We can look at this another way: we must all experience a journey through hell, nadir, a low point in our lives of supreme suffering, in order to emerge reborn. These odysseys define and shape us. Without them, we cannot learn anything about ourselves or arrive at the place where we need to be. We must descend, like Dante, into the darkest depths, in order to reach Purgatory and then Heaven itself. Dante is similarly harried into Hell, not by choice, but by the dark terror of a She Wolf living in the ‘lonesome wood’. This external circumstance chases Dante into the mouth of Hell, where he must descend before he may rise.

If you feel like you are being pushed towards Hell and suffering, or that you are already there in the nadir, remember that the journey is not over yet, and that there is a light at the end of the tunnel.

Repost: Entering Carcosa

Today, I want to share a post originally published on themindflayer.com and written by my son, Joseph Sale. In this article, Joseph goes some way to defining the epic, what it is, where it came from, and the difficulties of writing one in the modern day. The English Cantos is undoubtedly my attempt at writing an epic, and so I thought it appropriate to share as many of the points raised here resonated with me. It may even help you pen your own epic!

In this series, I’ll be discussing what defines an epic, how they’re changing in the modern world, and I’ll explore ways in which you can shape your own epic narrative. My aim with this series is to inspire people to engage with more epics, to widen the discussion of epics to include other mediums such as video-games and serializations, and to lastly, perhaps most importantly, aid people wanting to write one themselves. So, let us begin.

Throughout time and culture, one artistic pursuit has, by and large, been held in regard above all others. This is the creation of an ‘epic’. Narrative is central to human ideology, identity, and our relationship with the world around us, it helps us make sense of things, processing both our external and internal worlds. At its deepest level, it is healing. The act of writing is therapy, catharsis, liberation. And core to the literary heart of so many cultures, peoples, tribes, religions and countries throughout the ages is the concept of an epic. A story that is greater than other stories. A story that operates on an entirely other scale. These are some of the most powerful and healing stories of all time. To write one is one of the highest forms of artistic achievement. But rarely is one written purely for praise and honour and bragging rights. They are written from a deep place. They can only be written from that deep place, which is why so many of them begin with an invocation to gods, or the Muses, or even human sources of inspiration. To write an epic is to shake the soul of a person.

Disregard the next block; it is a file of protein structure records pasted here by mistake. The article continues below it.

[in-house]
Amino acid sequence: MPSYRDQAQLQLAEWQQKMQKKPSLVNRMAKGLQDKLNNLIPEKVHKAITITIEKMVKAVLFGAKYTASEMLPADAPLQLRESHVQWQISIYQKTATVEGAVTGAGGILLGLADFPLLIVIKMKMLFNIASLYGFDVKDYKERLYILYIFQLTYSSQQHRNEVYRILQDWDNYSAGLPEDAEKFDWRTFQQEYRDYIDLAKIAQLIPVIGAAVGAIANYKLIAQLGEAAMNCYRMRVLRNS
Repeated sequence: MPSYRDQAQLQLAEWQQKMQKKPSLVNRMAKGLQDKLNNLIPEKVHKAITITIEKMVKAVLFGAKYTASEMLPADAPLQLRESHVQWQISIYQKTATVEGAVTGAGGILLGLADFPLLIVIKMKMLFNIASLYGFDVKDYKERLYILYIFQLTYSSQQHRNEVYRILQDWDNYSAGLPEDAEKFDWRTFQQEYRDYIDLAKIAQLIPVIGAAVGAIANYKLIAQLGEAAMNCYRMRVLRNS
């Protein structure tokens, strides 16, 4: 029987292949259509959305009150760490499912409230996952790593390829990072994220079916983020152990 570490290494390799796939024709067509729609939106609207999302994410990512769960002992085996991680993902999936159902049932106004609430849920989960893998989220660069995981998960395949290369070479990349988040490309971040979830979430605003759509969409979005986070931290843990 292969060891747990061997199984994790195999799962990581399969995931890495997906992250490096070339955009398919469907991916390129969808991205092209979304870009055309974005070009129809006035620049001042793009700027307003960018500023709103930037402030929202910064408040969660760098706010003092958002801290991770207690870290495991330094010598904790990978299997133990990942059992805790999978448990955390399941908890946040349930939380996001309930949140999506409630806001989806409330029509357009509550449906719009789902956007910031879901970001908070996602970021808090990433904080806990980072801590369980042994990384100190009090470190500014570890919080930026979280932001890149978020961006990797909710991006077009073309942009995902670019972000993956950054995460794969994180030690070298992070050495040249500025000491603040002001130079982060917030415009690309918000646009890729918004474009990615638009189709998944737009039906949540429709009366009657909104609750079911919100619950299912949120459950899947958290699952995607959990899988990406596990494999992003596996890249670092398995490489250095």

Now, I can’t teach you how to write an epic. I’m not sure that’s even possible. I maintain I can teach anyone to write and that everyone has one story in them, but I’m not sure I believe everyone has an epic in them. An epic is a one in a million. An epic is lightning bottled. However, having studied epics for a long time, I think I can give you some steering on what they involve, how they work, and give you examples of recent modern and accessible works that use epic tropes. These will act like Muses in themselves, guiding your path. From there on, it’s all you. But if you really feel you have an epic in you and you’re reading this, I’m telling you: You have to write it. We need epics, like we need food, water, air. Yes, that’s not melodrama. Without them, we wither. Culture withers, human relationships wither, our sense of who we are and what life means withers. Stephen King said that art is a support system for life. Never were truer words spoken. Science helps us to live. Art gives us a reason to.

So, let’s start with an overview and go from there. Are you excited? I’m excited. I hope you have a pen and notepad ready.


Traditionally, the epic is relayed in poetic form. Some were performed by the poet, or upon a theatrical stage. Some were set down. Either way, the epics of the past are unified in poetry, although the poetic form they might be expressed in differs drastically. In recent years, it seems there has been a tailing off of epic poems, although they are certainly still being written in our time. One such example being my own father’s astoundingwork The English Cantos: a modern journey into hell recounting his experience in Bournemouth Hospital battling cancer. It is penned in fluid terza rima, homaging Dante’s Divine Comedy. The first three Cantos of this amazing poem have been published by the Society of Classical Poets, and are available to read for free. He continues to write it, aiming to publish 33 cantos in total. This work in progress is what I would call a poem penned in the ‘true epic style’. It tackles the issues of modernism, the disintegration of moral values and the meaninglessness of a modern world driven by profit and gratification. It uses many of the epic tropes: the invocation of the muse (calling on Calliope, the Muse of epic poetry specifically)the wise guide (in my father’s case, Dante himself, the poet who perhaps best explored hell before him), and the katabasis, the descent into hell itself.